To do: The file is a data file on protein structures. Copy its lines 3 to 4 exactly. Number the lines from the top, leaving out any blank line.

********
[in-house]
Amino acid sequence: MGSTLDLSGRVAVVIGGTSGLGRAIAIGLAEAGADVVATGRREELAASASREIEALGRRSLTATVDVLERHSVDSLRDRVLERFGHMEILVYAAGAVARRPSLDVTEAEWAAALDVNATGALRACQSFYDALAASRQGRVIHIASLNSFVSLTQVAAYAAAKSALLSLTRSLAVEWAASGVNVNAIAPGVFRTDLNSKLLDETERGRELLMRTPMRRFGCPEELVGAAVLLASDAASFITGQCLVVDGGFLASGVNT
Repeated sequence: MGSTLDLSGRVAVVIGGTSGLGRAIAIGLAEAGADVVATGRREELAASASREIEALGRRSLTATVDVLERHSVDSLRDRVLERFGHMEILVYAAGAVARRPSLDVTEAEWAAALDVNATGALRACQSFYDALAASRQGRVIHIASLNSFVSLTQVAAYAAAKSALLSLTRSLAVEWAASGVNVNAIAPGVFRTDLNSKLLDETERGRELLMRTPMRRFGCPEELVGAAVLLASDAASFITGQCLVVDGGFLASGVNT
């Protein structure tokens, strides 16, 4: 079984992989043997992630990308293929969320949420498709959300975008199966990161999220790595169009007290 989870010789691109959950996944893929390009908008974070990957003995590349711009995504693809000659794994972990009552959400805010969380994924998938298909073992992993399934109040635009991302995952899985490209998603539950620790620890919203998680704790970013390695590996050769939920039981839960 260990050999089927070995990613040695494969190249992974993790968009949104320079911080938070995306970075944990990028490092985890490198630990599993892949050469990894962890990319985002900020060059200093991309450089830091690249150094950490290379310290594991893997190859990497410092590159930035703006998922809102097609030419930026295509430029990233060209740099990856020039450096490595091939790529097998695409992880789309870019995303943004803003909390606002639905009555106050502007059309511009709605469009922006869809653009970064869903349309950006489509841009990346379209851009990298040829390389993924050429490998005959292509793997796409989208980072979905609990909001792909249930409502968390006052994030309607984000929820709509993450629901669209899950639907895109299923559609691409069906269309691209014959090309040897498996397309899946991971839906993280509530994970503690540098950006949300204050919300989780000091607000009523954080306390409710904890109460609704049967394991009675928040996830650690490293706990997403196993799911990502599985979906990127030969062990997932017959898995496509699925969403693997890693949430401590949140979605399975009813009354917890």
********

Repeated sequence: MGSTLDLSGRVAVVIGGTSGLGRAIAIGLAEAGADVVATGRREELAASASREIEALGRRSLTATVDVLERHSVDSLRDRVLERFGHMEILVYAAGAVARRPSLDVTEAEWAAALDVNATGALRACQSFYDALAASRQGRVIHIASLNSFVSLTQVAAYAAAKSALLSLTRSLAVEWAASGVNVNAIAPGVFRTDLNSKLLDETERGRELLMRTPMRRFGCPEELVGAAVLLASDAASFITGQCLVVDGGFLASGVNT
């Protein structure tokens, strides 16, 4: 079984992989043997992630990308293929969320949420498709959300975008199966990161999220790595169009007290 989870010789691109959950996944893929390009908008974070990957003995590349711009995504693809000659794994972990009552959400805010969380994924998938298909073992992993399934109040635009991302995952899985490209998603539950620790620890919203998680704790970013390695590996050769939920039981839960 260990050999089927070995990613040695494969190249992974993790968009949104320079911080938070995306970075944990990028490092985890490198630990599993892949050469990894962890990319985002900020060059200093991309450089830091690249150094950490290379310290594991893997190859990497410092590159930035703006998922809102097609030419930026295509430029990233060209740099990856020039450096490595091939790529097998695409992880789309870019995303943004803003909390606002639905009555106050502007059309511009709605469009922006869809653009970064869903349309950006489509841009990346379209851009990298040829390389993924050429490998005959292509793997796409989208980072979905609990909001792909249930409502968390006052994030309607984000929820709509993450629901669209899950639907895109299923559609691409069906269309691209014959090309040897498996397309899946991971839906993280509530994970503690540098950006949300204050919300989780000091607000009523954080306390409710904890109460609704049967394991009675928040996830650690490293706990997403196993799911990502599985979906990127030969062990997932017959898995496509699925969403693997890693949430401590949140979605399975009813009354917890």